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Amazon Plans to Invest $1.29 Billion in French Tech Projects

Amazon is reportedly set to invest nearly $1.3 billion on tech projects in France.

The eCommerce giant is one of several global companies poised to announce new foreign investments in France this week, Bloomberg News reported Sunday (May 12).

French President Emmanuel Macron will host 180 CEOs and executives at the Château de Versailles on Monday (May 13) for the country’s seventh annual “Choose France” summit, part of the government’s campaign to make France into a financial hub for Europe.

Overall investments will exceed last year’s total of $14 billion, the report said, citing a statement by the Macron administration.

Amazon’s $1.29 billion investments will include projects to bolster its logistics and increasing computing capacities, particularly in artificial intelligence (AI) efforts in its cloud division AWS, resulting in around 3,000 new jobs. 

Other companies taking part in the summit include Pfizer, AstraZeneca, and Morgan Stanley, the report said.

The investment comes on the heels of Amazon’s latest earnings report, which showed that AI was a key driver of growth in the company’s most recent quarter, as it unveiled several new generative AI (GenAI) products and services. 

“The most notable among these was Amazon Q, a GenAI-powered assistant that accelerates software development and leverages companies’ internal data,” PYMNTS wrote. “Amazon also introduced Bedrock, a fully managed AI service that enables customers to build and deploy AI applications quickly.”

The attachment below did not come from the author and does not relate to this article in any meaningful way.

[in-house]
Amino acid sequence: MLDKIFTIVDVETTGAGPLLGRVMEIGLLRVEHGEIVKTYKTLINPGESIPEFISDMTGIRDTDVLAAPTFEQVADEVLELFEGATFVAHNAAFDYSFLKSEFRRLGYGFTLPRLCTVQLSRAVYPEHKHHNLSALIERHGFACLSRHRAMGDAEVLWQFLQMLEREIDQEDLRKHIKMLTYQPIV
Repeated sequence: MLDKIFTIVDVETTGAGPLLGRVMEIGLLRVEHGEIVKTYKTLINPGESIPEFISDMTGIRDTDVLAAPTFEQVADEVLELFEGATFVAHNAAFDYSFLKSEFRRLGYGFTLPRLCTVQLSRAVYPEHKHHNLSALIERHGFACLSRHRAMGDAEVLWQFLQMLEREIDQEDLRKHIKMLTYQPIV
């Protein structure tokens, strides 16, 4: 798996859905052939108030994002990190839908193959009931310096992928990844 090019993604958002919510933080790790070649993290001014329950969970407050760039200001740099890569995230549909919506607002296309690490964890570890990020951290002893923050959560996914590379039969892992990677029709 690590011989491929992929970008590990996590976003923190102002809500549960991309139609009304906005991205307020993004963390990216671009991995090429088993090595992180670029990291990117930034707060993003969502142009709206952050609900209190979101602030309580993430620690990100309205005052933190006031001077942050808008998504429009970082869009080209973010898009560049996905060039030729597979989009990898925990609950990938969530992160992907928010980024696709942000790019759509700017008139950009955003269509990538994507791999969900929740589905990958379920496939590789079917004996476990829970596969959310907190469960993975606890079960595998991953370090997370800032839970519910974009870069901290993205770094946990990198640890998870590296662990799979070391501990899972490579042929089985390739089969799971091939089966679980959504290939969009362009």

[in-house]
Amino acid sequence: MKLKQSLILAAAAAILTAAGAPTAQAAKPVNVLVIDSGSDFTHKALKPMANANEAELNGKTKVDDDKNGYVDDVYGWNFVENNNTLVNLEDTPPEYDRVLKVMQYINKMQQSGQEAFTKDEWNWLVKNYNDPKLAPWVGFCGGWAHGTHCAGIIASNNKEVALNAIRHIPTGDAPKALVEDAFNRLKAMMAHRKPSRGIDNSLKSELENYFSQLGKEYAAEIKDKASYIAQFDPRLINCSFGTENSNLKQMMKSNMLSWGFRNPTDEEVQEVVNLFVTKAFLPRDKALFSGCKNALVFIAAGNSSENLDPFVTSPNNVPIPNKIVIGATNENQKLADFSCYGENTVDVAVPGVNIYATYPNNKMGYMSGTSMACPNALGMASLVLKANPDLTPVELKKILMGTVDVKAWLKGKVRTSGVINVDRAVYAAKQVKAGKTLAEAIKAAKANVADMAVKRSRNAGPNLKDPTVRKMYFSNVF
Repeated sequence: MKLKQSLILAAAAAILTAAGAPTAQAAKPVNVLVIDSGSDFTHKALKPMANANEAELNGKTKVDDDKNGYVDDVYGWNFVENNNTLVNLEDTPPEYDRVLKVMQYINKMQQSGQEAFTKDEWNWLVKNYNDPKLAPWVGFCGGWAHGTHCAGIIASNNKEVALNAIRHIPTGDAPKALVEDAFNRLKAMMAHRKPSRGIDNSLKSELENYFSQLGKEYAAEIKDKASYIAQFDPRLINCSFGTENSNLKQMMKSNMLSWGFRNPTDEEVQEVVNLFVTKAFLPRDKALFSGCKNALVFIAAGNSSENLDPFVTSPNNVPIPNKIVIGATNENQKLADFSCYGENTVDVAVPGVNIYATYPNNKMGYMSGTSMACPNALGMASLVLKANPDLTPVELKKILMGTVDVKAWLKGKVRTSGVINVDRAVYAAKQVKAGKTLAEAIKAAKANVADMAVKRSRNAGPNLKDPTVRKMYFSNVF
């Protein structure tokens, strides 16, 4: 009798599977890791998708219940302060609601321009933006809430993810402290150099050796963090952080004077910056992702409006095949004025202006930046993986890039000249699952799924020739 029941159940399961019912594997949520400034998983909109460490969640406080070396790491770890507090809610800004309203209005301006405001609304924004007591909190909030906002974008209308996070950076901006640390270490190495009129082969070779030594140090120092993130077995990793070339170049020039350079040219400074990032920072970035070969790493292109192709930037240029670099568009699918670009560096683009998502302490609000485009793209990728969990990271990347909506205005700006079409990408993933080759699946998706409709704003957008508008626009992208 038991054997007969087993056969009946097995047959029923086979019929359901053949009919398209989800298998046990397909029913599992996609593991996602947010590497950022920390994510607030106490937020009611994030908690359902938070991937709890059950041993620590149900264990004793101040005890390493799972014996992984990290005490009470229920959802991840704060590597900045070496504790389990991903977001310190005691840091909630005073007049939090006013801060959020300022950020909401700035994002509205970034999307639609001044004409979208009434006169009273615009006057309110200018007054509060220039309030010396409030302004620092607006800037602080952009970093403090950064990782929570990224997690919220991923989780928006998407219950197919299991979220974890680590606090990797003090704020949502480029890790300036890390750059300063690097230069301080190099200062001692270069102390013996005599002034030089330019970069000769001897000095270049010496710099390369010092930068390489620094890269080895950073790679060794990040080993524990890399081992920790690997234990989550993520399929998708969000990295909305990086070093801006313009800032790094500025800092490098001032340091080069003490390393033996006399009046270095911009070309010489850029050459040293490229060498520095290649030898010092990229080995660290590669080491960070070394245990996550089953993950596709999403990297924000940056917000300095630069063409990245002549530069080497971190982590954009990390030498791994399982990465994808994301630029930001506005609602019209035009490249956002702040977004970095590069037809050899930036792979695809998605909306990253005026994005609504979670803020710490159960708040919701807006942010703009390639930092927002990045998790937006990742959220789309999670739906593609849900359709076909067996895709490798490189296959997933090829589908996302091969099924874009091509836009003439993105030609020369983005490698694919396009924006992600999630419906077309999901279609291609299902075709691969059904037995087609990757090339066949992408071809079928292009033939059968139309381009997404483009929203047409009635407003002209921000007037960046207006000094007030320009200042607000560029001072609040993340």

Amazon continued to expand its collaborations with top AI companies, among them Anthropic, Meta and Nvidia, to bolster its AI offerings, that report said.

And in the face of increased competition from rivals such as Microsoft Azure and Google Cloud, AWS demonstrated signs of a comeback in the first quarter 2024. The division’s sales rose 17% year over year to $25 billion, while its operating income climbed to $9.4 billion, compared to $5.1 billion in the first quarter of last year.

Meanwhile, PYMNTS last week examined the company’s increased use of AI to combat fraudulent reviews, an essential effort to keep consumers who depend on these evaluations for purchasing decisions and businesses that need genuine customer feedback.

Andrew Sellers, head of technology strategy at Confluent, told PYMNTS that “AI can build highly granular models for assessing fraud risk that incorporate many features of end customer behavior such as transaction time, amount, location and purchase/claim history.” 

These models, he added, can be based on rules set by experts or patterns learned by machines using transaction data.

“Doing this kind of analysis at scale is only possible with automation,” Sellers said.

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